One Pig (Accidental Records)
For his latest project, British electronic composer/conceptualist Matthew Herbert recorded the sounds of a single pig over the course of its lifetime—and beyond—from birth to butchering. (British officials did not allow him to record the pig's slaughter.) Adding those sounds to synth soundscapes and industrial dance music could seem silly, but, to Herbert's credit, he has created a serious piece of music here.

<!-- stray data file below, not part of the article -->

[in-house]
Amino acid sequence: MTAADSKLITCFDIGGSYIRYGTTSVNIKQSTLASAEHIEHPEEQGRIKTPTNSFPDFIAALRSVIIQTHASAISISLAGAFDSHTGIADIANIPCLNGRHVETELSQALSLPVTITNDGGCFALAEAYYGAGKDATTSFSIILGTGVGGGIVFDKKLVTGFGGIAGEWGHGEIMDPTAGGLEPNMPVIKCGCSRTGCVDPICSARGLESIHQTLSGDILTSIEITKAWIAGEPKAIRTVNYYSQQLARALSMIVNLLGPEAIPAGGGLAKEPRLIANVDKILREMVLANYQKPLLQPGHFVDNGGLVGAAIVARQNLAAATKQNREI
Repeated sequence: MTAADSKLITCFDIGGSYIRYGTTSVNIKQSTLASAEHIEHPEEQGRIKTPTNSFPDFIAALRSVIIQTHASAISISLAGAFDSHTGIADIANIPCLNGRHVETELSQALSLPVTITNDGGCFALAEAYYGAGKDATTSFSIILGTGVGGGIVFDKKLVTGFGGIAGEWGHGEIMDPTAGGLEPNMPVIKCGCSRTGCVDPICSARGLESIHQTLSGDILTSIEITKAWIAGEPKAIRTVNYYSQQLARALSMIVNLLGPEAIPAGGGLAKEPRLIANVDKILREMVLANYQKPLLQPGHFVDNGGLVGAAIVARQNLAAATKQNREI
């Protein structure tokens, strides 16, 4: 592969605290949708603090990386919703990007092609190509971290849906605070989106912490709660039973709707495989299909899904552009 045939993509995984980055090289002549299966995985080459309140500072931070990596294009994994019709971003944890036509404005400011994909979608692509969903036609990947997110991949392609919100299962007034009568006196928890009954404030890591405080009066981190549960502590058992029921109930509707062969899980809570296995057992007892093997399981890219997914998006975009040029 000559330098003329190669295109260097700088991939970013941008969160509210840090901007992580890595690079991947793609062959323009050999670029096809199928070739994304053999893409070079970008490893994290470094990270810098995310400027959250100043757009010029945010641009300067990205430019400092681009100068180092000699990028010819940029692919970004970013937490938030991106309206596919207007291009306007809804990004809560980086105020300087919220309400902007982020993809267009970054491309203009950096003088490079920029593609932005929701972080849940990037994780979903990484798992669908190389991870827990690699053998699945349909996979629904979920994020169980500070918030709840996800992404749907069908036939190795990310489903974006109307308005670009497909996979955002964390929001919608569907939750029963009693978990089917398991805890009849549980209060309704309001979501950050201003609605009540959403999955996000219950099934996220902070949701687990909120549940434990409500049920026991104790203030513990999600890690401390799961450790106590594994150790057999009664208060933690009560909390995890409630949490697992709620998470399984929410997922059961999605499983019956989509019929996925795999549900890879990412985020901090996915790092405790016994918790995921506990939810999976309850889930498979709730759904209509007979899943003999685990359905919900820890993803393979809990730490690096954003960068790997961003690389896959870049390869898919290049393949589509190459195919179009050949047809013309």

One Pig drifts from chaos to balearic bliss and triumphant dance-floor anthems; Herbert refuses to reduce his subject to a political statement (PETA has protested the album), and instead tries to capture the full range of the pig's emotional life. Much of the album is necessarily dark—the industrial clamor of "November" and "December" is accompanied by gruesome howls, and Herbert samples butcher's utensils on the grinding, paranoid techno of "February." Worst of all is the end of "August 2011"—the pulsing, pounding, dubby disco beat dissolves into the sounds of people chewing, presumably on parts of the subject pig. Like the rest of One Pig, it is creepy, powerful, and unsettling, loaded with satire, social criticism, and pathos, and once you get it you might never listen to it again.